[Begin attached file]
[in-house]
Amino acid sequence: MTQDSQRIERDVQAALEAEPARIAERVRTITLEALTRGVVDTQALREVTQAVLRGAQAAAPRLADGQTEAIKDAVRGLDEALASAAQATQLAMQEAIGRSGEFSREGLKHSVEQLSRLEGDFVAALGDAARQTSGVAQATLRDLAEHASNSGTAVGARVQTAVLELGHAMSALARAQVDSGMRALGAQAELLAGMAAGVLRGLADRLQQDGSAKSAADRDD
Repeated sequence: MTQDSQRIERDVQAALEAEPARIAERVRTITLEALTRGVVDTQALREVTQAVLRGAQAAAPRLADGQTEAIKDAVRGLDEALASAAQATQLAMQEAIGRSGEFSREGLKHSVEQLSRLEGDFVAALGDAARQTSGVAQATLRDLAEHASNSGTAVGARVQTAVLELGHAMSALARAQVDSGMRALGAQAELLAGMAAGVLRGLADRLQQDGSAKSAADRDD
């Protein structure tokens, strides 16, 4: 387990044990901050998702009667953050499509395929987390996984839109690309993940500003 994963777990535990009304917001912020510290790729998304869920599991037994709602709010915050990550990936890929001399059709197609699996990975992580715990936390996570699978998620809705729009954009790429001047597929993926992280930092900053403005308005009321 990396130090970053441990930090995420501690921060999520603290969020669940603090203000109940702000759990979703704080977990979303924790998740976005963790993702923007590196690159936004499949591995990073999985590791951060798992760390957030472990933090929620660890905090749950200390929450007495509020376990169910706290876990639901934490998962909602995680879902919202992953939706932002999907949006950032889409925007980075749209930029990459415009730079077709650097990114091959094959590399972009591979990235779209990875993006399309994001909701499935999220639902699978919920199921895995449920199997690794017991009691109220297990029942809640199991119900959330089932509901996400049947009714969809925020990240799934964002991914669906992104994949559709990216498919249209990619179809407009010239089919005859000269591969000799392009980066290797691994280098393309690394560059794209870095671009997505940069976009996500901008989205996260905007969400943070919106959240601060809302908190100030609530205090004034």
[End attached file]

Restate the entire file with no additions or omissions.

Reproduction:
[in-house]
Amino acid sequence: MTQDSQRIERDVQAALEAEPARIAERVRTITLEALTRGVVDTQALREVTQAVLRGAQAAAPRLADGQTEAIKDAVRGLDEALASAAQATQLAMQEAIGRSGEFSREGLKHSVEQLSRLEGDFVAALGDAARQTSGVAQATLRDLAEHASNSGTAVGARVQTAVLELGHAMSALARAQVDSGMRALGAQAELLAGMAAGVLRGLADRLQQDGSAKSAADRDD
Repeated sequence: MTQDSQRIERDVQAALEAEPARIAERVRTITLEALTRGVVDTQALREVTQAVLRGAQAAAPRLADGQTEAIKDAVRGLDEALASAAQATQLAMQEAIGRSGEFSREGLKHSVEQLSRLEGDFVAALGDAARQTSGVAQATLRDLAEHASNSGTAVGARVQTAVLELGHAMSALARAQVDSGMRALGAQAELLAGMAAGVLRGLADRLQQDGSAKSAADRDD
């Protein structure tokens, strides 16, 4: 387990044990901050998702009667953050499509395929987390996984839109690309993940500003 994963777990535990009304917001912020510290790729998304869920599991037994709602709010915050990550990936890929001399059709197609699996990975992580715990936390996570699978998620809705729009954009790429001047597929993926992280930092900053403005308005009321 990396130090970053441990930090995420501690921060999520603290969020669940603090203000109940702000759990979703704080977990979303924790998740976005963790993702923007590196690159936004499949591995990073999985590791951060798992760390957030472990933090929620660890905090749950200390929450007495509020376990169910706290876990639901934490998962909602995680879902919202992953939706932002999907949006950032889409925007980075749209930029990459415009730079077709650097990114091959094959590399972009591979990235779209990875993006399309994001909701499935999220639902699978919920199921895995449920199997690794017991009691109220297990029942809640199991119900959330089932509901996400049947009714969809925020990240799934964002991914669906992104994949559709990216498919249209990619179809407009010239089919005859000269591969000799392009980066290797691994280098393309690394560059794209870095671009997505940069976009996500901008989205996260905007969400943070919106959240601060809302908190100030609530205090004034």